Clearly, CBS has routinely served up news coverage with a distinctly liberal flavor for years, the latest example being CBS Early Show co-host Harry Smith conducting a fawning interview with President Obama in which he asked the President where he "learned to love" and about the behavior of the White House dog.
On Wednesday’s Countdown show, the duo of MSNBC host Keith Olbermann and new CNBC contributor Howard Dean delivered a gem of both double standard and apparent amnesia as both generalized about the inappropriateness of calling any President a "fascist." As Dean was interviewed by Olbermann, who famously called President Bush a "fascist" in a "Special Comment" rant last year which was even picked up by Iranian television, the former DNC chairman bluntly stated his view that even President Bush did not deserve to be called by such a name.
And just as Olbermann seemed to be trying to defend his own history of applying the "fascist" label to Bush, which he did not directly acknowledge, even he stopped short of proclaiming outright that such name-calling could sometimes be rational, as he contended that a person doing so "may be crazy" and "may be wrong." Olbermann: "If you have a case to call somebody a ‘fascist,’ lay it out. Define your terms and say where you, I mean, you may be crazy and you may be wrong, but at least put some meat on the bones."
Dean's response: "Even in the darkest days of the Bush-Cheney administration, I don't think there was any reason to call George Bush a fascist."
Director Ron Howard appeared for a C-SPAN Washington Journal interview Monday morning on Capitol Hill with British screenwriter Peter Morgan to discuss their new film Frost/Nixon, based on Morgan’s play on the 1977 interviews between British TV star David Frost and the Republican president who resigned. The jarring moment came near the end, when C-SPAN host Steve Scully asked "For a generation who doesn’t remember Nixon or these interviews, what do you want them to come away with?"
On CNN's American Morning today, White House correspondent Suzanne Malveaux reported on Barack Obama's campaigning in Virginia. Afterwards, anchor Kiran Chetry had a question:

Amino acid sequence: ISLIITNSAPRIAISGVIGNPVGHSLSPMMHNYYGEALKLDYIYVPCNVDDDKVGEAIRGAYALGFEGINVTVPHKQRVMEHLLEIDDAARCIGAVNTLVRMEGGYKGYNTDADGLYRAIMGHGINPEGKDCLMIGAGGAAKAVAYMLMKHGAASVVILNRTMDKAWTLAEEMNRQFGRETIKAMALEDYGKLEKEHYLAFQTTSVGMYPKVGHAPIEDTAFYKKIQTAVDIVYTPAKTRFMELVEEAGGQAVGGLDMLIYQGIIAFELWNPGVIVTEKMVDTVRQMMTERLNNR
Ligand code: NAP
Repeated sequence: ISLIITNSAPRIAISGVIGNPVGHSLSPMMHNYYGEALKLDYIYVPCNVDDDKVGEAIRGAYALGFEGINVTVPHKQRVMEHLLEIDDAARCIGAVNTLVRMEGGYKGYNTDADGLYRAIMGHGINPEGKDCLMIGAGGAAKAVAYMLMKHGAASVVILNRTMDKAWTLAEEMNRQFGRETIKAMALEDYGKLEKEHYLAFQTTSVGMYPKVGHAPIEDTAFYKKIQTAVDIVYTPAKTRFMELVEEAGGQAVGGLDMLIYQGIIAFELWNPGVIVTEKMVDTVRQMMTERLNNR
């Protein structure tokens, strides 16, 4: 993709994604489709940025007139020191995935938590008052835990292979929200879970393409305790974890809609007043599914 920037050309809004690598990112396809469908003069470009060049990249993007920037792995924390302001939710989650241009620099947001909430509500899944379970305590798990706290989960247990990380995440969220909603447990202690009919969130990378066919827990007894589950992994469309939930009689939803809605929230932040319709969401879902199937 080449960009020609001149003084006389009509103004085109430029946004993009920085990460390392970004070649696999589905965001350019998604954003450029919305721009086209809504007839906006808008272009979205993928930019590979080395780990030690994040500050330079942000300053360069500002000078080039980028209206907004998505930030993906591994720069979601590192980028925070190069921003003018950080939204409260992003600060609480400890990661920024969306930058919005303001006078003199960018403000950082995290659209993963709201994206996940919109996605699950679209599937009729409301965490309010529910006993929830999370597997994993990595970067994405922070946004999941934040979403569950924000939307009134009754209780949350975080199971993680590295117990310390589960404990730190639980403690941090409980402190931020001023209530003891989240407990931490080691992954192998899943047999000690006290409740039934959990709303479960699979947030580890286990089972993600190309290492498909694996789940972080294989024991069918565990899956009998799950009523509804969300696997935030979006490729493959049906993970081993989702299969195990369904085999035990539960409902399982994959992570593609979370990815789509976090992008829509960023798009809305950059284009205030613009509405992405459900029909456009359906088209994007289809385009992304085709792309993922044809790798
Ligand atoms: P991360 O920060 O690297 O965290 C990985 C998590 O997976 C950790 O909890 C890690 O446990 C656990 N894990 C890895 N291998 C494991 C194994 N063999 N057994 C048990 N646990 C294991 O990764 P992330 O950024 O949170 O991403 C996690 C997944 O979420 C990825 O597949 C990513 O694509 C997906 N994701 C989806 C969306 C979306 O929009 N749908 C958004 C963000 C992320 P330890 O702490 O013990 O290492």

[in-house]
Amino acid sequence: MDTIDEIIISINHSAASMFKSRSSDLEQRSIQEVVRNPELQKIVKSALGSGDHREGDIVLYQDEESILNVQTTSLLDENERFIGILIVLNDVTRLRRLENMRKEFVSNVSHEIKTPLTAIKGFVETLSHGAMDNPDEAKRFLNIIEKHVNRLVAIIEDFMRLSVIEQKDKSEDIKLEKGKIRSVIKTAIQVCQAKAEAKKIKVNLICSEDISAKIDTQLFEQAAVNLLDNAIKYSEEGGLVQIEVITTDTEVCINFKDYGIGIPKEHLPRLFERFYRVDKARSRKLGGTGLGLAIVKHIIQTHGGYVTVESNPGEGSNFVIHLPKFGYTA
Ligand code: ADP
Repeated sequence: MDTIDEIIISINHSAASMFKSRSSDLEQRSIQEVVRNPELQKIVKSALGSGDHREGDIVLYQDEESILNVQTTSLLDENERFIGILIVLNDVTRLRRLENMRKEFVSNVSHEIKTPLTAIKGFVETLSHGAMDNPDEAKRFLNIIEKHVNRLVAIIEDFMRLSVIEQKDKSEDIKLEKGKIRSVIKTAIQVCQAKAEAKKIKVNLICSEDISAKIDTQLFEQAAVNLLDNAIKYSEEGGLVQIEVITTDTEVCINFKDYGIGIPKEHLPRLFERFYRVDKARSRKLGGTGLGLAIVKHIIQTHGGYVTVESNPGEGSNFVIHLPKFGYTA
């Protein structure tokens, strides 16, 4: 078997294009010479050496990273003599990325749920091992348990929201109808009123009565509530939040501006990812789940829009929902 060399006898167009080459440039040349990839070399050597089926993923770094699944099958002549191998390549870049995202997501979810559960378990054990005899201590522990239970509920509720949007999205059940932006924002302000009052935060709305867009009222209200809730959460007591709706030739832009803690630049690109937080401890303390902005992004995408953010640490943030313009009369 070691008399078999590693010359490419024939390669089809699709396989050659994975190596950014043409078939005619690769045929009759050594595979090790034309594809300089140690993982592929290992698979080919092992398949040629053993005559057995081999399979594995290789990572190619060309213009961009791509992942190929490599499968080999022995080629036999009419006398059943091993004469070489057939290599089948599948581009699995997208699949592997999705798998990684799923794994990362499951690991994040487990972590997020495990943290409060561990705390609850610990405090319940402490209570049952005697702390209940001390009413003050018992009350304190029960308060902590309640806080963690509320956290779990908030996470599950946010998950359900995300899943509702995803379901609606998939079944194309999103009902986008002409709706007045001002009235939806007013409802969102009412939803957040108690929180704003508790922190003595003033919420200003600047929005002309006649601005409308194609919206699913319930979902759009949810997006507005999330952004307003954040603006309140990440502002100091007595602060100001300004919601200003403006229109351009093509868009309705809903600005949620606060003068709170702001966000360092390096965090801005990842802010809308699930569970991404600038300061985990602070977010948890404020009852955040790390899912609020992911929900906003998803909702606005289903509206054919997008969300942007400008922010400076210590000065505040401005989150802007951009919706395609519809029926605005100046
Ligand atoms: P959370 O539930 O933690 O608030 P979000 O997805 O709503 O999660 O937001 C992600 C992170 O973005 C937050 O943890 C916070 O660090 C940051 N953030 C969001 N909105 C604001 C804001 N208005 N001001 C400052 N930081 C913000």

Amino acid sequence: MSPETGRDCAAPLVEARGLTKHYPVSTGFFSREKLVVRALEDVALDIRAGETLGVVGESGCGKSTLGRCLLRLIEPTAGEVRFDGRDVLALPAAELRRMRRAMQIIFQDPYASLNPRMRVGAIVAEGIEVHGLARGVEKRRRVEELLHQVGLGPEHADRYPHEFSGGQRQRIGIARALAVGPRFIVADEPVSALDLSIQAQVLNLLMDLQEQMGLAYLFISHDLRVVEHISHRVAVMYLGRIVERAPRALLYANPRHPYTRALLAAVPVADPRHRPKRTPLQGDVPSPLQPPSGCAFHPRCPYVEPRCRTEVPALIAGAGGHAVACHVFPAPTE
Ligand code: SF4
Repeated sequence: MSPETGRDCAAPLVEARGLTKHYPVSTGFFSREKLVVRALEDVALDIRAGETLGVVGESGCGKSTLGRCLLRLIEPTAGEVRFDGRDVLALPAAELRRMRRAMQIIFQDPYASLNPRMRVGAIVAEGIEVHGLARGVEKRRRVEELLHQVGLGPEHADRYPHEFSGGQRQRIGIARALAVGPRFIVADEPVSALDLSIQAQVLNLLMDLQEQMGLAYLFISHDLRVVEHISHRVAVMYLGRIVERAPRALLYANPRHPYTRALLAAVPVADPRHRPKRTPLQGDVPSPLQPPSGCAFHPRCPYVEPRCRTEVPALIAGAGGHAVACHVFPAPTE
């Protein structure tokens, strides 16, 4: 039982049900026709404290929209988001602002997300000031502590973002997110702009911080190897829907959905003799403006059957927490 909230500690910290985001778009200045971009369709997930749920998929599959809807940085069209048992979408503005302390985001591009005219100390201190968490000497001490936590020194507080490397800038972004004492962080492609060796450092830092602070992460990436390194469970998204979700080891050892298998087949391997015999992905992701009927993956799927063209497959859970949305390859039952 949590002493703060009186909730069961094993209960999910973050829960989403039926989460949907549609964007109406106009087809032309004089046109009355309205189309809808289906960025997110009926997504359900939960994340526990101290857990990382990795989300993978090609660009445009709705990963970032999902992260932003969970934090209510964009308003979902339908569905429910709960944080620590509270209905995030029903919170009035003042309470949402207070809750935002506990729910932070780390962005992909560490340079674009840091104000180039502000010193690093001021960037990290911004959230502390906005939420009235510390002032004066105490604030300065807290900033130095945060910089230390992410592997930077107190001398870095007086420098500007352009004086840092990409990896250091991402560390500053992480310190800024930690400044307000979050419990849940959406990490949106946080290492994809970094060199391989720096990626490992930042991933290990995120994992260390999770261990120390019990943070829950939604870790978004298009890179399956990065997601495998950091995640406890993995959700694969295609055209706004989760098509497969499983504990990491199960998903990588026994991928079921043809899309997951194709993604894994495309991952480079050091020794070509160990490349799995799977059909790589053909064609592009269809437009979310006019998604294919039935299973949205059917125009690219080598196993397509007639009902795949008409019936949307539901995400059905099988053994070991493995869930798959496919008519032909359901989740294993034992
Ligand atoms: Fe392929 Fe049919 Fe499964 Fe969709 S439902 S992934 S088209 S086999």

CHETRY: All right. And Suzanne, what's on tap for the campaign today? And please tell me it's not lipstick again.
MALVEAUX: Let's hope not. He's going to be in Norfolk, Virginia. That is in southeast Virginia, and it's home to the world's largest Naval base. It's one of the most competitive areas that the Democrats and Republicans are fighting over. It's a critical piece of property, piece of land there with folks in Virginia, and they want those voters.
When the Bush administration reported that 15 of 18 political benchmarks set for
I suspect that this broadcast tonight -- and maybe some others on this channel -- are the only ones who are going to make a headline out of this. This is not going to be a big story elsewhere.
A woman, calling into C-Span’s morning show Washington Journal used the c-word as part of her reasoning as to why John McCain shouldn’t be president. Apparently C-Span does not use the 7-second delay for its live programming, though the host of the show did immediately end the call after the obscene word was uttered.
The call came just before 9:00 a.m. on the July 7th broadcast during the show’s call in segment. The call in segment allows viewers to voice their opinions on any topic.
Female Caller: I have two points. McCain is really too old for this job. We need somebody that can keep up. And number two. He does not have respect for women. He even called his wife a c---.
For video of this click here, pertinent clip is at 2:54:36.
Peter Slen: (ends call) Let’s move on.